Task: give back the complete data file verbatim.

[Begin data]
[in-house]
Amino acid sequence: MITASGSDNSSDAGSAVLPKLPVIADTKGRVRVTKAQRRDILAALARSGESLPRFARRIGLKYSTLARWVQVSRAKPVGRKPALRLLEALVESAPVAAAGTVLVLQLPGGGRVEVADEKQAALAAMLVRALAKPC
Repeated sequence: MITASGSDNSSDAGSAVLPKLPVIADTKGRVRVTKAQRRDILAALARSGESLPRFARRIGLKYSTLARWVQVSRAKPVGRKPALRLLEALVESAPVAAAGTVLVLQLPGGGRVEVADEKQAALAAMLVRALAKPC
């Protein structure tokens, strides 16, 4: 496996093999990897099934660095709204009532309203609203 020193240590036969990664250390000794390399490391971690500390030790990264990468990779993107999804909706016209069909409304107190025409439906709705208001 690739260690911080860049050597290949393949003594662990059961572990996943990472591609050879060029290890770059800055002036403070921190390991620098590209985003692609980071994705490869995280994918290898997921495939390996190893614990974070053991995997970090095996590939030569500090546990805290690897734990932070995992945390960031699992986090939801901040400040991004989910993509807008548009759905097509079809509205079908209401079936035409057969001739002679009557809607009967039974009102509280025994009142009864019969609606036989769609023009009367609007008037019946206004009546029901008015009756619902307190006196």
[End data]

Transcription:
[in-house]
Amino acid sequence: MITASGSDNSSDAGSAVLPKLPVIADTKGRVRVTKAQRRDILAALARSGESLPRFARRIGLKYSTLARWVQVSRAKPVGRKPALRLLEALVESAPVAAAGTVLVLQLPGGGRVEVADEKQAALAAMLVRALAKPC
Repeated sequence: MITASGSDNSSDAGSAVLPKLPVIADTKGRVRVTKAQRRDILAALARSGESLPRFARRIGLKYSTLARWVQVSRAKPVGRKPALRLLEALVESAPVAAAGTVLVLQLPGGGRVEVADEKQAALAAMLVRALAKPC
């Protein structure tokens, strides 16, 4: 496996093999990897099934660095709204009532309203609203 020193240590036969990664250390000794390399490391971690500390030790990264990468990779993107999804909706016209069909409304107190025409439906709705208001 690739260690911080860049050597290949393949003594662990059961572990996943990472591609050879060029290890770059800055002036403070921190390991620098590209985003692609980071994705490869995280994918290898997921495939390996190893614990974070053991995997970090095996590939030569500090546990805290690897734990932070995992945390960031699992986090939801901040400040991004989910993509807008548009759905097509079809509205079908209401079936035409057969001739002679009557809607009967039974009102509280025994009142009864019969609606036989769609023009009367609007008037019946206004009546029901008015009756619902307190006196």